- The corona crisis is also a heavy burden for artisan companies. There are hardly any orders.
- According to a survey by the Central Association of German Crafts (ZDH), this also affects the training offers in the industry.
- As “Tagesschau.de” reports in reference to the survey, a quarter of the craft businesses plan to offer fewer apprenticeships next year.
There has been a shortage of skilled workers in the craft for years. Extensive training offers are therefore particularly important for the future of the industry. However, as a result of the Corona crisis, many apprenticeships could be lost – and the shortage of skilled workers in Germany could be exacerbated.
A survey by the Central Association of German Handicrafts (ZDH), which is available from the ARD political magazine Report Mainz and reports on the news portal “Tagesschau.de”, shows that a quarter of German handicraft businesses are planning to fill fewer apprenticeships next year . Almost 38 percent of the 2,700 craft businesses surveyed stated that they wanted to offer as many jobs as in the previous year. Only every twentieth company intends to increase its training offers.
Volker Born from the ZDH cites the current uncertainty and financial burden on many companies as a result of the corona crisis as the reason for the possible slump in training opportunities. “There are hardly any new orders coming in,” quotes “Tagesschau.de”. It is simply not known when the craft businesses can return to work. Looking into the future – and thus personnel planning – is currently difficult.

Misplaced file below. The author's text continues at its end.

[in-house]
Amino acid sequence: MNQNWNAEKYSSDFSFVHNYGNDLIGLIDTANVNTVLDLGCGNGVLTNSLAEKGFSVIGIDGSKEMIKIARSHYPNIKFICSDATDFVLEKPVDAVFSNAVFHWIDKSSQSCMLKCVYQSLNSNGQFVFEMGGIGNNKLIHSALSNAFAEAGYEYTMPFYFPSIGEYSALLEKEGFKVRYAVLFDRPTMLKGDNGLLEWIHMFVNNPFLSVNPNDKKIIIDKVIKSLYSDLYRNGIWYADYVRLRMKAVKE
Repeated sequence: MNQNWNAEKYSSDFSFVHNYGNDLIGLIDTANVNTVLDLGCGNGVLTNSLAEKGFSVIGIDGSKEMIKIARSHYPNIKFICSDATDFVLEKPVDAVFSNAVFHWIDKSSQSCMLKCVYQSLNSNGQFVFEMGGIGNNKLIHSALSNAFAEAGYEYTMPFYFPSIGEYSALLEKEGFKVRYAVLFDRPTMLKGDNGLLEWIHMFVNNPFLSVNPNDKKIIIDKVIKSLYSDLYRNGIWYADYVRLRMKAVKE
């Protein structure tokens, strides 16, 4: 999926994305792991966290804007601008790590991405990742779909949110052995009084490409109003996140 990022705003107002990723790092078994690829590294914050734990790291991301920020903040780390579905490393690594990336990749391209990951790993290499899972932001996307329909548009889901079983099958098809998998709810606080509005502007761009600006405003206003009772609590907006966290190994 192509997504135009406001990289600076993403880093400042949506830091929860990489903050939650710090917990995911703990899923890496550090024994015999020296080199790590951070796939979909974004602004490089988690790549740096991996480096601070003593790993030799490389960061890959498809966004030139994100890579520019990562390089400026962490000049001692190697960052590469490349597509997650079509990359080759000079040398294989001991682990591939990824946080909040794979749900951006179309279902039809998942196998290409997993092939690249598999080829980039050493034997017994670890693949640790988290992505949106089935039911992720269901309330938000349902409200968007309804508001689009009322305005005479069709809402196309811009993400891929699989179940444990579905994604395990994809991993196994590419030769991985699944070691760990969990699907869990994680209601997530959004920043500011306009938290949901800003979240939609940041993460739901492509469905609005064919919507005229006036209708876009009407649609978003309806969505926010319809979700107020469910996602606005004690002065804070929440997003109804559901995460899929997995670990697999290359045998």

The decline in training opportunities could be permanent
The main problem here is that the decline in training opportunities for the coming year could not just be a brief aftershock of the Corona crisis. There is a risk that companies will no longer train apprentices in the long term, warned Stefan Sell from the University of Koblenz in an interview with Report Mainz. The past has shown that the loss of apprenticeships in a company is often permanent.
Sell rates the results of the survey as “worrying and extremely problematic”. Already in the past few years there had been too little training in the craft businesses. In addition, many industry specialists would retire in the coming years. Losing more youngsters could be “fatal” for the craft, Sell said.
ZDH demands financial subsidy for training companies
ZDH President Hans Peter Wollseifer said similarly in a press release: “The learning place of operation cannot be replaced. A decline in the training performance of the companies will foreseeably exacerbate the problem of skilled workers massively. ”
He appeals to politicians to act now. “As a motivational tool that provides training companies with financial support, we propose a one-off grant for training companies,” said Wollseifer.
The Federal Government has taken measures in recent years to counter the shortage of skilled workers. The Immigration Act only came into force in March. This makes it easier for specialists from non-EU countries to take up a job in Germany.